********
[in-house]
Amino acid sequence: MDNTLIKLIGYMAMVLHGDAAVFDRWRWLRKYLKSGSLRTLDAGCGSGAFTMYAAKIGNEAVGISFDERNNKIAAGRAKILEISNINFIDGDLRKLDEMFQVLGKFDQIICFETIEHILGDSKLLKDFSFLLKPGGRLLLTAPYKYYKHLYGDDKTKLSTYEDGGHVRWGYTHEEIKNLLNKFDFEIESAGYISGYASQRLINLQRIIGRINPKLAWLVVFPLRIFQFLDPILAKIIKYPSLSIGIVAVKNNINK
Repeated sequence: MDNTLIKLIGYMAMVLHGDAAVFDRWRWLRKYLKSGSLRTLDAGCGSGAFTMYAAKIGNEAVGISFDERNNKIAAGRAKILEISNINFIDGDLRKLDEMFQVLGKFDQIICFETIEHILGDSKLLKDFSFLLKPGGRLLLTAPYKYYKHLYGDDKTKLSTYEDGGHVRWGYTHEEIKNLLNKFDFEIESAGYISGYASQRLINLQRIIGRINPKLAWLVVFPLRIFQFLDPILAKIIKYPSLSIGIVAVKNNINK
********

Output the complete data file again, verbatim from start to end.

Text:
[in-house]
Amino acid sequence: MDNTLIKLIGYMAMVLHGDAAVFDRWRWLRKYLKSGSLRTLDAGCGSGAFTMYAAKIGNEAVGISFDERNNKIAAGRAKILEISNINFIDGDLRKLDEMFQVLGKFDQIICFETIEHILGDSKLLKDFSFLLKPGGRLLLTAPYKYYKHLYGDDKTKLSTYEDGGHVRWGYTHEEIKNLLNKFDFEIESAGYISGYASQRLINLQRIIGRINPKLAWLVVFPLRIFQFLDPILAKIIKYPSLSIGIVAVKNNINK
Repeated sequence: MDNTLIKLIGYMAMVLHGDAAVFDRWRWLRKYLKSGSLRTLDAGCGSGAFTMYAAKIGNEAVGISFDERNNKIAAGRAKILEISNINFIDGDLRKLDEMFQVLGKFDQIICFETIEHILGDSKLLKDFSFLLKPGGRLLLTAPYKYYKHLYGDDKTKLSTYEDGGHVRWGYTHEEIKNLLNKFDFEIESAGYISGYASQRLINLQRIIGRINPKLAWLVVFPLRIFQFLDPILAKIIKYPSLSIGIVAVKNNINK